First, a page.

Constitutional Law Keyed to Cohen
City of Rome v. United States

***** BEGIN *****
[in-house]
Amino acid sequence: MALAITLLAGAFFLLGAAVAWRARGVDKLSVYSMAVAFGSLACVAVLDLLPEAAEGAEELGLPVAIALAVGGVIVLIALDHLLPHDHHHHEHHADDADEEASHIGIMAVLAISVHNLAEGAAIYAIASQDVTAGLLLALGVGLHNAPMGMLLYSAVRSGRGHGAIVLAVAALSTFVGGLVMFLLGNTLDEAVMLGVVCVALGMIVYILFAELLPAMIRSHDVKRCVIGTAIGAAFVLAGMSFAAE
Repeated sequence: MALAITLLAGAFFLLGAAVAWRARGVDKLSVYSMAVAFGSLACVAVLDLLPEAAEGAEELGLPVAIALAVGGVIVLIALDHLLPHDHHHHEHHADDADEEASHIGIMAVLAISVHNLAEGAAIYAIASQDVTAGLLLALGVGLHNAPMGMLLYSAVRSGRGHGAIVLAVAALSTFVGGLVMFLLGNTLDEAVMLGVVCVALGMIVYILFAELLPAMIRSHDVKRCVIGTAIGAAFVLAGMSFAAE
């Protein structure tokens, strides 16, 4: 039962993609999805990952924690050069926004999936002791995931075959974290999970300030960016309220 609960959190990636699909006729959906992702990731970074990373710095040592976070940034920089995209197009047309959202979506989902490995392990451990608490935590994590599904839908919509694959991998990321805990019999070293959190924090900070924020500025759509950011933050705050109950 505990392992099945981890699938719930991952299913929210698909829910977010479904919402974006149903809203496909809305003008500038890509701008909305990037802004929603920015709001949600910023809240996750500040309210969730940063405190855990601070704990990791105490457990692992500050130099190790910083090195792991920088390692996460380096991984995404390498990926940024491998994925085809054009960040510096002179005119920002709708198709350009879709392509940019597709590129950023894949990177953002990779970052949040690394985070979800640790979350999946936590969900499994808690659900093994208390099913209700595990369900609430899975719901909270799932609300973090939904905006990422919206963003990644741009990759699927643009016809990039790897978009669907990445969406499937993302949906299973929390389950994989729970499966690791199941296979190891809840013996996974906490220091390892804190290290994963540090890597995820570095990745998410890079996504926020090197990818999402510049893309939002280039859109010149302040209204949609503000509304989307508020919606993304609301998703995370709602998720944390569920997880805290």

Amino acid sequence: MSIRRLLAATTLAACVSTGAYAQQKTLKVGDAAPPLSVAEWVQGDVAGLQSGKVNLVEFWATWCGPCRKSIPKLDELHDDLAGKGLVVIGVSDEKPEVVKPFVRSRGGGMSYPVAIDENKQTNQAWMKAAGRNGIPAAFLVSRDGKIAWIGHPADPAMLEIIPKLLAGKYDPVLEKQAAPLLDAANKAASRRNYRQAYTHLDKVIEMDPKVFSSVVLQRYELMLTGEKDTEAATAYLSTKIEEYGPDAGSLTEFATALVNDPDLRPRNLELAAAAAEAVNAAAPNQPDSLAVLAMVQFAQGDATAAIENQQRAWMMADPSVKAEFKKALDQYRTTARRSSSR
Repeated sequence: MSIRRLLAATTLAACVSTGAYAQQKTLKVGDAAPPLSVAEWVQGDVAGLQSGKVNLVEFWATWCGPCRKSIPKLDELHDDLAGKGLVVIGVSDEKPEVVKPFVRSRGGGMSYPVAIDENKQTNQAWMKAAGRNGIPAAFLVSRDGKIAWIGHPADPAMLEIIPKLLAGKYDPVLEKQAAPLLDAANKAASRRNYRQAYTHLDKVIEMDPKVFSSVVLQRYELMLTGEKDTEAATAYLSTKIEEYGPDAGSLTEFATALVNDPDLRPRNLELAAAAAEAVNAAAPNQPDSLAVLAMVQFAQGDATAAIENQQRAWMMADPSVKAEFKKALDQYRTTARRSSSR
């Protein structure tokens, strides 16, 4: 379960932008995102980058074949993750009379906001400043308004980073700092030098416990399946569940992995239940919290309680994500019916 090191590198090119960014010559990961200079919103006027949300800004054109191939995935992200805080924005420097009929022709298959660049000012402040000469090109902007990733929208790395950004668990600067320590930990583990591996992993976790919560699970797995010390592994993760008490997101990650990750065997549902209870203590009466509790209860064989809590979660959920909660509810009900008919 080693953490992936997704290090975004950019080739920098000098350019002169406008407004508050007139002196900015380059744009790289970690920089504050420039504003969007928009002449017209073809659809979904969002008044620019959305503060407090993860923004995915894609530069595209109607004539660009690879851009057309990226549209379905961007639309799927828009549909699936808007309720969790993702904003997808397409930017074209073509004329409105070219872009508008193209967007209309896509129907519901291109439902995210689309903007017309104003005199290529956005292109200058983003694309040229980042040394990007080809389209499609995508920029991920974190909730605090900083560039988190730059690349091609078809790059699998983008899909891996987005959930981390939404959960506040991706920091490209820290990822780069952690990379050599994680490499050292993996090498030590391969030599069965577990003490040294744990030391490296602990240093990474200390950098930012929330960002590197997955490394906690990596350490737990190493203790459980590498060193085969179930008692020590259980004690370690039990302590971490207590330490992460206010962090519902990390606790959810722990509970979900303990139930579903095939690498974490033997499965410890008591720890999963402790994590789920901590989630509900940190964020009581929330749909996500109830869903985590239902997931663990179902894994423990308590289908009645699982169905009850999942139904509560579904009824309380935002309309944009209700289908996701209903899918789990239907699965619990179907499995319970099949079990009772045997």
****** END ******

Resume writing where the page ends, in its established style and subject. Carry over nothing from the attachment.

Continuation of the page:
In 1970 the Appellant City had a population of 30,759. Of its citizens, 76.6% were white, and 23.4% were African-American. The governmental structure of the City, as set up in the City’s charter, which was approved by the State of Georgia in 1918, provided for a nine-member city commission and a five-member board of education to be elected by a plurality of the vote. The city was divided into nine wards, and one commissioner was to be chosen from each ward, while there was no residency requirements for the board of education. In 1966 the General Assembly of Georgia passed several laws affecting the electoral scheme of Appellant City. The legislature reduced the number of wards from nine to three, and each commissioner was elected by the populous at large rather than on a per-ward basis. The Attorney General of the United States declined to preclear the newly enacted provisions, and concluded that a city such as Appellant, in which the population is predominately white and raci al bloc voting has been common that these electoral changes would deprive African-American voters the opportunity to elect a candidate of their choice. Appellant city then sought relief from the Act. The District Court rejected Appellant’s arguments and granted summary judgment for Respondent. Appellant appealed.
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